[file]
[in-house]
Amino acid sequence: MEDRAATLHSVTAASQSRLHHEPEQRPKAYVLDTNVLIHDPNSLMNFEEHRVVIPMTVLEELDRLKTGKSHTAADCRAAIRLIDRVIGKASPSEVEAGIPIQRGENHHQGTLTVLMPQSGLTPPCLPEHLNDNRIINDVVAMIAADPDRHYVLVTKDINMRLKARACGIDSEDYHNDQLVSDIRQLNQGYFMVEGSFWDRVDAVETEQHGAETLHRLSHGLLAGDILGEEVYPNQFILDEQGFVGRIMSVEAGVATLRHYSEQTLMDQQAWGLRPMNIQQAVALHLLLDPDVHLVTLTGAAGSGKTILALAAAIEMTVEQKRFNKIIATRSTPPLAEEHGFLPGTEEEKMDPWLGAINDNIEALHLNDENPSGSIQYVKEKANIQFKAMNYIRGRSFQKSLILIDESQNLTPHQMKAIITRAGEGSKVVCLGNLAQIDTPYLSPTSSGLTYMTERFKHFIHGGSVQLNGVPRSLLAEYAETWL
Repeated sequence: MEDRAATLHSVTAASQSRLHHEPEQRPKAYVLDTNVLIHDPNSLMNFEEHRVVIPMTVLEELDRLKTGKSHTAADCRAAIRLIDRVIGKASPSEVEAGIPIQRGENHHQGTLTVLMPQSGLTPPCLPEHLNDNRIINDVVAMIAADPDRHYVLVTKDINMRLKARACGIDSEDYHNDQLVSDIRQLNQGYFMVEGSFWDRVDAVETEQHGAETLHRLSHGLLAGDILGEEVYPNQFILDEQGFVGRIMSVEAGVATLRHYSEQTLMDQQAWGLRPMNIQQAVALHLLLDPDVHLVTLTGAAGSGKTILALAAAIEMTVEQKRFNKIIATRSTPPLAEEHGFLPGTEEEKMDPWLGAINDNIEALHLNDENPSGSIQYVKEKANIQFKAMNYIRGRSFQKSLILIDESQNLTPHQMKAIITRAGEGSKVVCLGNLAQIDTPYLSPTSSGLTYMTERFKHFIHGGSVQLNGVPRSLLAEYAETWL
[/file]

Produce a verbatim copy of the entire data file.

[in-house]
Amino acid sequence: MEDRAATLHSVTAASQSRLHHEPEQRPKAYVLDTNVLIHDPNSLMNFEEHRVVIPMTVLEELDRLKTGKSHTAADCRAAIRLIDRVIGKASPSEVEAGIPIQRGENHHQGTLTVLMPQSGLTPPCLPEHLNDNRIINDVVAMIAADPDRHYVLVTKDINMRLKARACGIDSEDYHNDQLVSDIRQLNQGYFMVEGSFWDRVDAVETEQHGAETLHRLSHGLLAGDILGEEVYPNQFILDEQGFVGRIMSVEAGVATLRHYSEQTLMDQQAWGLRPMNIQQAVALHLLLDPDVHLVTLTGAAGSGKTILALAAAIEMTVEQKRFNKIIATRSTPPLAEEHGFLPGTEEEKMDPWLGAINDNIEALHLNDENPSGSIQYVKEKANIQFKAMNYIRGRSFQKSLILIDESQNLTPHQMKAIITRAGEGSKVVCLGNLAQIDTPYLSPTSSGLTYMTERFKHFIHGGSVQLNGVPRSLLAEYAETWL
Repeated sequence: MEDRAATLHSVTAASQSRLHHEPEQRPKAYVLDTNVLIHDPNSLMNFEEHRVVIPMTVLEELDRLKTGKSHTAADCRAAIRLIDRVIGKASPSEVEAGIPIQRGENHHQGTLTVLMPQSGLTPPCLPEHLNDNRIINDVVAMIAADPDRHYVLVTKDINMRLKARACGIDSEDYHNDQLVSDIRQLNQGYFMVEGSFWDRVDAVETEQHGAETLHRLSHGLLAGDILGEEVYPNQFILDEQGFVGRIMSVEAGVATLRHYSEQTLMDQQAWGLRPMNIQQAVALHLLLDPDVHLVTLTGAAGSGKTILALAAAIEMTVEQKRFNKIIATRSTPPLAEEHGFLPGTEEEKMDPWLGAINDNIEALHLNDENPSGSIQYVKEKANIQFKAMNYIRGRSFQKSLILIDESQNLTPHQMKAIITRAGEGSKVVCLGNLAQIDTPYLSPTSSGLTYMTERFKHFIHGGSVQLNGVPRSLLAEYAETWL